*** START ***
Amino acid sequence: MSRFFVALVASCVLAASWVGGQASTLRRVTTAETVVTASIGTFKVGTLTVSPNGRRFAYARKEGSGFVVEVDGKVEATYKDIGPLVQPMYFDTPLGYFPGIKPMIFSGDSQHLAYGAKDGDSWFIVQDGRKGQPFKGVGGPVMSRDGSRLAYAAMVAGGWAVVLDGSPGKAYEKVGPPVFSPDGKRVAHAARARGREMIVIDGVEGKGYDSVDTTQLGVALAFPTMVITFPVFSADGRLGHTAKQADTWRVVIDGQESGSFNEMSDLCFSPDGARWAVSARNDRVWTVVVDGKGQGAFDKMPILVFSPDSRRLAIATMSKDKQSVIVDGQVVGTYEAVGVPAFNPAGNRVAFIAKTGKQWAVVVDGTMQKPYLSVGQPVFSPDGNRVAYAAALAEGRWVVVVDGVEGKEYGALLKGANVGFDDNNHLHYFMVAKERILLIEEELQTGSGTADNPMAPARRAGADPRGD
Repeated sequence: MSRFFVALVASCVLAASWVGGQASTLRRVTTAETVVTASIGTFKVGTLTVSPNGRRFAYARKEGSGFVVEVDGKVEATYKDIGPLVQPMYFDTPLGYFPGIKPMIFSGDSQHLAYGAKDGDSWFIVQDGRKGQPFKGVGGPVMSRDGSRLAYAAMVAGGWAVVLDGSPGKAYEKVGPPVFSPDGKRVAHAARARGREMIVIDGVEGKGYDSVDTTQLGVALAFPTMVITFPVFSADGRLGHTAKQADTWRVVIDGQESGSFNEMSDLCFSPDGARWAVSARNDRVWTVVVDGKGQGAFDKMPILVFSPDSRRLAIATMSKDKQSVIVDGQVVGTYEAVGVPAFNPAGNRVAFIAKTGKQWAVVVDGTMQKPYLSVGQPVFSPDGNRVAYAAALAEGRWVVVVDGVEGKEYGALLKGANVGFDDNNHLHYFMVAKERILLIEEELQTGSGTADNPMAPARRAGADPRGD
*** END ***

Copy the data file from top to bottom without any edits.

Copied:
Amino acid sequence: MSRFFVALVASCVLAASWVGGQASTLRRVTTAETVVTASIGTFKVGTLTVSPNGRRFAYARKEGSGFVVEVDGKVEATYKDIGPLVQPMYFDTPLGYFPGIKPMIFSGDSQHLAYGAKDGDSWFIVQDGRKGQPFKGVGGPVMSRDGSRLAYAAMVAGGWAVVLDGSPGKAYEKVGPPVFSPDGKRVAHAARARGREMIVIDGVEGKGYDSVDTTQLGVALAFPTMVITFPVFSADGRLGHTAKQADTWRVVIDGQESGSFNEMSDLCFSPDGARWAVSARNDRVWTVVVDGKGQGAFDKMPILVFSPDSRRLAIATMSKDKQSVIVDGQVVGTYEAVGVPAFNPAGNRVAFIAKTGKQWAVVVDGTMQKPYLSVGQPVFSPDGNRVAYAAALAEGRWVVVVDGVEGKEYGALLKGANVGFDDNNHLHYFMVAKERILLIEEELQTGSGTADNPMAPARRAGADPRGD
Repeated sequence: MSRFFVALVASCVLAASWVGGQASTLRRVTTAETVVTASIGTFKVGTLTVSPNGRRFAYARKEGSGFVVEVDGKVEATYKDIGPLVQPMYFDTPLGYFPGIKPMIFSGDSQHLAYGAKDGDSWFIVQDGRKGQPFKGVGGPVMSRDGSRLAYAAMVAGGWAVVLDGSPGKAYEKVGPPVFSPDGKRVAHAARARGREMIVIDGVEGKGYDSVDTTQLGVALAFPTMVITFPVFSADGRLGHTAKQADTWRVVIDGQESGSFNEMSDLCFSPDGARWAVSARNDRVWTVVVDGKGQGAFDKMPILVFSPDSRRLAIATMSKDKQSVIVDGQVVGTYEAVGVPAFNPAGNRVAFIAKTGKQWAVVVDGTMQKPYLSVGQPVFSPDGNRVAYAAALAEGRWVVVVDGVEGKEYGALLKGANVGFDDNNHLHYFMVAKERILLIEEELQTGSGTADNPMAPARRAGADPRGD